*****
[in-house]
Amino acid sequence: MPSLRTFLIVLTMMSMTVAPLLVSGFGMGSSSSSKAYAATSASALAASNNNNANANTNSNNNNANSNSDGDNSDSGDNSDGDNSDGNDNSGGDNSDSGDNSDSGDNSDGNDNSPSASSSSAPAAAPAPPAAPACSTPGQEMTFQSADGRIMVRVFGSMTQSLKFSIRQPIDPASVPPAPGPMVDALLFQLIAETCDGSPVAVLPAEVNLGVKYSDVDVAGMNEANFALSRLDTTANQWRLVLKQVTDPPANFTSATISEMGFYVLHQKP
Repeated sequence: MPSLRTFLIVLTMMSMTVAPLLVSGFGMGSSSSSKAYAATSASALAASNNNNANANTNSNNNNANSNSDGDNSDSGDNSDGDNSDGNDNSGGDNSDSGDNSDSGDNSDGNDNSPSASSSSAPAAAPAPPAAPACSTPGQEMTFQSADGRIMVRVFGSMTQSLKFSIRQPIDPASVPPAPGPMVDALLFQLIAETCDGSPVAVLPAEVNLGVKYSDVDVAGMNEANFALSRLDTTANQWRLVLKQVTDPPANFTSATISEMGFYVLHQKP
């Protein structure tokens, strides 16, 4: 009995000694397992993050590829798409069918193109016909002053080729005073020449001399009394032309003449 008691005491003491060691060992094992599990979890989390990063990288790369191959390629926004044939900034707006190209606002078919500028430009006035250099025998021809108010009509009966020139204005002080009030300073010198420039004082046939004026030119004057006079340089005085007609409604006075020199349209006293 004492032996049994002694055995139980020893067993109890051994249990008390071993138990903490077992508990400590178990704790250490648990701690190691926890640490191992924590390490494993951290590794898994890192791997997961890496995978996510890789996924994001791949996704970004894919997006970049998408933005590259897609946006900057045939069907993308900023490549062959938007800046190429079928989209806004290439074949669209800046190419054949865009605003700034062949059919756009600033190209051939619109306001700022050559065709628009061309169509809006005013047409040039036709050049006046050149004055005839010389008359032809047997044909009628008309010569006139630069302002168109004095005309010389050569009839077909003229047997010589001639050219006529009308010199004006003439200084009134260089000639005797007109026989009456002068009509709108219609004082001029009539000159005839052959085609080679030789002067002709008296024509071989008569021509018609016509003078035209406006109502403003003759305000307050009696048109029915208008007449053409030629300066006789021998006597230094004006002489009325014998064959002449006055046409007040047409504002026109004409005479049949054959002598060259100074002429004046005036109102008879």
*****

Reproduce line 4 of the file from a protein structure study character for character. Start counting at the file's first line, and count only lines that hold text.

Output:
């Protein structure tokens, strides 16, 4: 009995000694397992993050590829798409069918193109016909002053080729005073020449001399009394032309003449 008691005491003491060691060992094992599990979890989390990063990288790369191959390629926004044939900034707006190209606002078919500028430009006035250099025998021809108010009509009966020139204005002080009030300073010198420039004082046939004026030119004057006079340089005085007609409604006075020199349209006293 004492032996049994002694055995139980020893067993109890051994249990008390071993138990903490077992508990400590178990704790250490648990701690190691926890640490191992924590390490494993951290590794898994890192791997997961890496995978996510890789996924994001791949996704970004894919997006970049998408933005590259897609946006900057045939069907993308900023490549062959938007800046190429079928989209806004290439074949669209800046190419054949865009605003700034062949059919756009600033190209051939619109306001700022050559065709628009061309169509809006005013047409040039036709050049006046050149004055005839010389008359032809047997044909009628008309010569006139630069302002168109004095005309010389050569009839077909003229047997010589001639050219006529009308010199004006003439200084009134260089000639005797007109026989009456002068009509709108219609004082001029009539000159005839052959085609080679030789002067002709008296024509071989008569021509018609016509003078035209406006109502403003003759305000307050009696048109029915208008007449053409030629300066006789021998006597230094004006002489009325014998064959002449006055046409007040047409504002026109004409005479049949054959002598060259100074002429004046005036109102008879």